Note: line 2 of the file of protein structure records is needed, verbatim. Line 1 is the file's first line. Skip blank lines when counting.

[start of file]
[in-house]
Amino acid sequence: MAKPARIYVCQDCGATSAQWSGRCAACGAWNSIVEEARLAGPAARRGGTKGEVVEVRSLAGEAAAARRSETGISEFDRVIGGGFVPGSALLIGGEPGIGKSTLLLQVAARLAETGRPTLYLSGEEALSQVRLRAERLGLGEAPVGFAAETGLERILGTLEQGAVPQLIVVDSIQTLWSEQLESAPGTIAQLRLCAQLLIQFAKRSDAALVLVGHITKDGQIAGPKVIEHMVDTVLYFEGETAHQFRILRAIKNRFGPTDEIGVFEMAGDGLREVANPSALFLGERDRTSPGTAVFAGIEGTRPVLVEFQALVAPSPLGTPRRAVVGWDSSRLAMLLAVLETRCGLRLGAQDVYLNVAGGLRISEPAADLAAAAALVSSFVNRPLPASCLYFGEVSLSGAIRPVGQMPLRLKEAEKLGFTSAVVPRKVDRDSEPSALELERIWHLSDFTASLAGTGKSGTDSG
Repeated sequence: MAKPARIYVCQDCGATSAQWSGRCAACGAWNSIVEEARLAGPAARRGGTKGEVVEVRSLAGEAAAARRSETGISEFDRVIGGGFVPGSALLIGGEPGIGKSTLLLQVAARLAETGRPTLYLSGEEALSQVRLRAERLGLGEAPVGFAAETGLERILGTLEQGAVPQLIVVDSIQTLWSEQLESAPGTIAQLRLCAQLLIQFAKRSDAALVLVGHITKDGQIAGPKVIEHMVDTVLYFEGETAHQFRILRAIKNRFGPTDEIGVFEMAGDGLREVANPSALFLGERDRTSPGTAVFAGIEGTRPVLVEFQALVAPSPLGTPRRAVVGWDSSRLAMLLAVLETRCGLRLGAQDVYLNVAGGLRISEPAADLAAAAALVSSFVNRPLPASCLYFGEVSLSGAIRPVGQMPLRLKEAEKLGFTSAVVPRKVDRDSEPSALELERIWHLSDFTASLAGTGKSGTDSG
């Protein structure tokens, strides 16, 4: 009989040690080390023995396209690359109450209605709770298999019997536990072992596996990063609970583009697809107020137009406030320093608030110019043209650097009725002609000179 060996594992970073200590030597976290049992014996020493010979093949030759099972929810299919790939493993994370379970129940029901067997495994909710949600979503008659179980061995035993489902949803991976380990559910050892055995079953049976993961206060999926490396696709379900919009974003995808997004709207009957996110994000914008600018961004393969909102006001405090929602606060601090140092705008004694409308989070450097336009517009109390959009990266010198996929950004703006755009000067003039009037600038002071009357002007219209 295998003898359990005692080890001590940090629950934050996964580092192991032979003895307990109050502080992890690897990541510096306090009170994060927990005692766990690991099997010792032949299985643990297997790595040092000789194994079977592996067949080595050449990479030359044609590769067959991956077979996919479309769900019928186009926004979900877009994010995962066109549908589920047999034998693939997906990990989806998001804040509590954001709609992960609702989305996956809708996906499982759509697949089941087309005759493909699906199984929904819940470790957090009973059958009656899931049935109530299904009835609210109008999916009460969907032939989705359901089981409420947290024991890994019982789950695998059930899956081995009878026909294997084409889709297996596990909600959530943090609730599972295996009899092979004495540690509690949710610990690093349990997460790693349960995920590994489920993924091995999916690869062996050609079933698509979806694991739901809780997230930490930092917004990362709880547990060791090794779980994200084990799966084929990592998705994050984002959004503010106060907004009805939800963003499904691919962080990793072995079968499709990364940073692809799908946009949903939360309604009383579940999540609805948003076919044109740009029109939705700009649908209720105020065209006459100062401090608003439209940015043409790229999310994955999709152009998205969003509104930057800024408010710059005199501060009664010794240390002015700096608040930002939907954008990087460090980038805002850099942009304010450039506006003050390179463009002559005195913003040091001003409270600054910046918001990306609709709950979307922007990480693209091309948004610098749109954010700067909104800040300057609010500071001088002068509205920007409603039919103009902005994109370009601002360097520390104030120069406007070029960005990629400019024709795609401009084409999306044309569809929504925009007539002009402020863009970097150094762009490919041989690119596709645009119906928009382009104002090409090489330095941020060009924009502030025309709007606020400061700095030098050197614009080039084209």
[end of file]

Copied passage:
Amino acid sequence: MAKPARIYVCQDCGATSAQWSGRCAACGAWNSIVEEARLAGPAARRGGTKGEVVEVRSLAGEAAAARRSETGISEFDRVIGGGFVPGSALLIGGEPGIGKSTLLLQVAARLAETGRPTLYLSGEEALSQVRLRAERLGLGEAPVGFAAETGLERILGTLEQGAVPQLIVVDSIQTLWSEQLESAPGTIAQLRLCAQLLIQFAKRSDAALVLVGHITKDGQIAGPKVIEHMVDTVLYFEGETAHQFRILRAIKNRFGPTDEIGVFEMAGDGLREVANPSALFLGERDRTSPGTAVFAGIEGTRPVLVEFQALVAPSPLGTPRRAVVGWDSSRLAMLLAVLETRCGLRLGAQDVYLNVAGGLRISEPAADLAAAAALVSSFVNRPLPASCLYFGEVSLSGAIRPVGQMPLRLKEAEKLGFTSAVVPRKVDRDSEPSALELERIWHLSDFTASLAGTGKSGTDSG